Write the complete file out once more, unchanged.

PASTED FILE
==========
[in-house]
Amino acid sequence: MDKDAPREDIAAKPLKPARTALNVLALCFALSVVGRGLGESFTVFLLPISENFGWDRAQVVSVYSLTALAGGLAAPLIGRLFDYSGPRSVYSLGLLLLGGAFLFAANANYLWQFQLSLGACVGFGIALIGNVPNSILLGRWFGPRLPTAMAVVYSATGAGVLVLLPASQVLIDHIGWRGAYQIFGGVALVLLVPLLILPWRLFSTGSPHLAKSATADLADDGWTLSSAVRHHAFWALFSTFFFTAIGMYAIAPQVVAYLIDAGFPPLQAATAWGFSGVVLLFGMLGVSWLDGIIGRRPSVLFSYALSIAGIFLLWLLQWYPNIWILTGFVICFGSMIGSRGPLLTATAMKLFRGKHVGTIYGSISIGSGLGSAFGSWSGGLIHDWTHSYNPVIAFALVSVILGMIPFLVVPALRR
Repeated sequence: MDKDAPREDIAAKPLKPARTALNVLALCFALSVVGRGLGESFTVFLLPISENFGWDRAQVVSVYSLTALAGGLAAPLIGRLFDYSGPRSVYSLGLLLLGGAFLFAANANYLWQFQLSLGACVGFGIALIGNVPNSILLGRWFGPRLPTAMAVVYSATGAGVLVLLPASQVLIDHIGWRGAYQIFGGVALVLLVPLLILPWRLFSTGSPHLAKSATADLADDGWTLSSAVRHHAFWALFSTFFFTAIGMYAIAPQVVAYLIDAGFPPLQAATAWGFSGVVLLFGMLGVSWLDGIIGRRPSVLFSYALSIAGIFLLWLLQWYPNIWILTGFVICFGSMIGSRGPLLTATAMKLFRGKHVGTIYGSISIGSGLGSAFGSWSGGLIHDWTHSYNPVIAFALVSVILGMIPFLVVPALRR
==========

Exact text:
[in-house]
Amino acid sequence: MDKDAPREDIAAKPLKPARTALNVLALCFALSVVGRGLGESFTVFLLPISENFGWDRAQVVSVYSLTALAGGLAAPLIGRLFDYSGPRSVYSLGLLLLGGAFLFAANANYLWQFQLSLGACVGFGIALIGNVPNSILLGRWFGPRLPTAMAVVYSATGAGVLVLLPASQVLIDHIGWRGAYQIFGGVALVLLVPLLILPWRLFSTGSPHLAKSATADLADDGWTLSSAVRHHAFWALFSTFFFTAIGMYAIAPQVVAYLIDAGFPPLQAATAWGFSGVVLLFGMLGVSWLDGIIGRRPSVLFSYALSIAGIFLLWLLQWYPNIWILTGFVICFGSMIGSRGPLLTATAMKLFRGKHVGTIYGSISIGSGLGSAFGSWSGGLIHDWTHSYNPVIAFALVSVILGMIPFLVVPALRR
Repeated sequence: MDKDAPREDIAAKPLKPARTALNVLALCFALSVVGRGLGESFTVFLLPISENFGWDRAQVVSVYSLTALAGGLAAPLIGRLFDYSGPRSVYSLGLLLLGGAFLFAANANYLWQFQLSLGACVGFGIALIGNVPNSILLGRWFGPRLPTAMAVVYSATGAGVLVLLPASQVLIDHIGWRGAYQIFGGVALVLLVPLLILPWRLFSTGSPHLAKSATADLADDGWTLSSAVRHHAFWALFSTFFFTAIGMYAIAPQVVAYLIDAGFPPLQAATAWGFSGVVLLFGMLGVSWLDGIIGRRPSVLFSYALSIAGIFLLWLLQWYPNIWILTGFVICFGSMIGSRGPLLTATAMKLFRGKHVGTIYGSISIGSGLGSAFGSWSGGLIHDWTHSYNPVIAFALVSVILGMIPFLVVPALRR